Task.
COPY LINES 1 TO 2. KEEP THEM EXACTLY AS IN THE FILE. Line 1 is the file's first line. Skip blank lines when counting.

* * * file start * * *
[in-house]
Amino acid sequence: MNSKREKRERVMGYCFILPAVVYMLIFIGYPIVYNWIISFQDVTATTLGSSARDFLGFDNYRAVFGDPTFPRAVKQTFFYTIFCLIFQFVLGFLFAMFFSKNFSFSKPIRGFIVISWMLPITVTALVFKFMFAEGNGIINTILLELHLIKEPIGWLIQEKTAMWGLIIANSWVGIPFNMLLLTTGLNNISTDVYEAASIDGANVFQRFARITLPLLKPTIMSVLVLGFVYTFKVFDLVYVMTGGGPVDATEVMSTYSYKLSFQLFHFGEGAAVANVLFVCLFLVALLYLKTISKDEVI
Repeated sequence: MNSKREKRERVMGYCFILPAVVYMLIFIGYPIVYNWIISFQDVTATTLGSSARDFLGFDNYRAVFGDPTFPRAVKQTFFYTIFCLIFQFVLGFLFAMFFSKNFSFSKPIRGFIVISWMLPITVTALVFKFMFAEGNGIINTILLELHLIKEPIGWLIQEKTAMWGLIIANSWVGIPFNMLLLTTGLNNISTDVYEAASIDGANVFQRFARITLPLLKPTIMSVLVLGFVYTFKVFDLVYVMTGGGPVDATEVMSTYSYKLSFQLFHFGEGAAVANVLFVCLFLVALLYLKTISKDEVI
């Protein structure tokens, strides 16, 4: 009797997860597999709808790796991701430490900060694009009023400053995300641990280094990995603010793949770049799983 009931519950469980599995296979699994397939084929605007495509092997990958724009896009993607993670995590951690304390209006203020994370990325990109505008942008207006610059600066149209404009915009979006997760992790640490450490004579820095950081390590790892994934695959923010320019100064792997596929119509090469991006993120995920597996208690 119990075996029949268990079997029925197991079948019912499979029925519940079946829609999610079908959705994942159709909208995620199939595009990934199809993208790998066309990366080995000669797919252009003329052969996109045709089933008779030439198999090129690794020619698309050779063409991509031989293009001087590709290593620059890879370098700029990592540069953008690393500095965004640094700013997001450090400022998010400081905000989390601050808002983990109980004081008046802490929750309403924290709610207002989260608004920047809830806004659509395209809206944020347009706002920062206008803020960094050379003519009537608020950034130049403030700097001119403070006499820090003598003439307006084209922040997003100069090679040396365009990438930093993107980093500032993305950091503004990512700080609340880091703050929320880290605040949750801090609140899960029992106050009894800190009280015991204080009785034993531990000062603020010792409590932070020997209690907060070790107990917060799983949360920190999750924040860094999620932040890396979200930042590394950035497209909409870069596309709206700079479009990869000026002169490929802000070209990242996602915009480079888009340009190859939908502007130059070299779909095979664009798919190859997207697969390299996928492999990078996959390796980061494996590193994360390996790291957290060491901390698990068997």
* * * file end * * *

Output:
[in-house]
Amino acid sequence: MNSKREKRERVMGYCFILPAVVYMLIFIGYPIVYNWIISFQDVTATTLGSSARDFLGFDNYRAVFGDPTFPRAVKQTFFYTIFCLIFQFVLGFLFAMFFSKNFSFSKPIRGFIVISWMLPITVTALVFKFMFAEGNGIINTILLELHLIKEPIGWLIQEKTAMWGLIIANSWVGIPFNMLLLTTGLNNISTDVYEAASIDGANVFQRFARITLPLLKPTIMSVLVLGFVYTFKVFDLVYVMTGGGPVDATEVMSTYSYKLSFQLFHFGEGAAVANVLFVCLFLVALLYLKTISKDEVI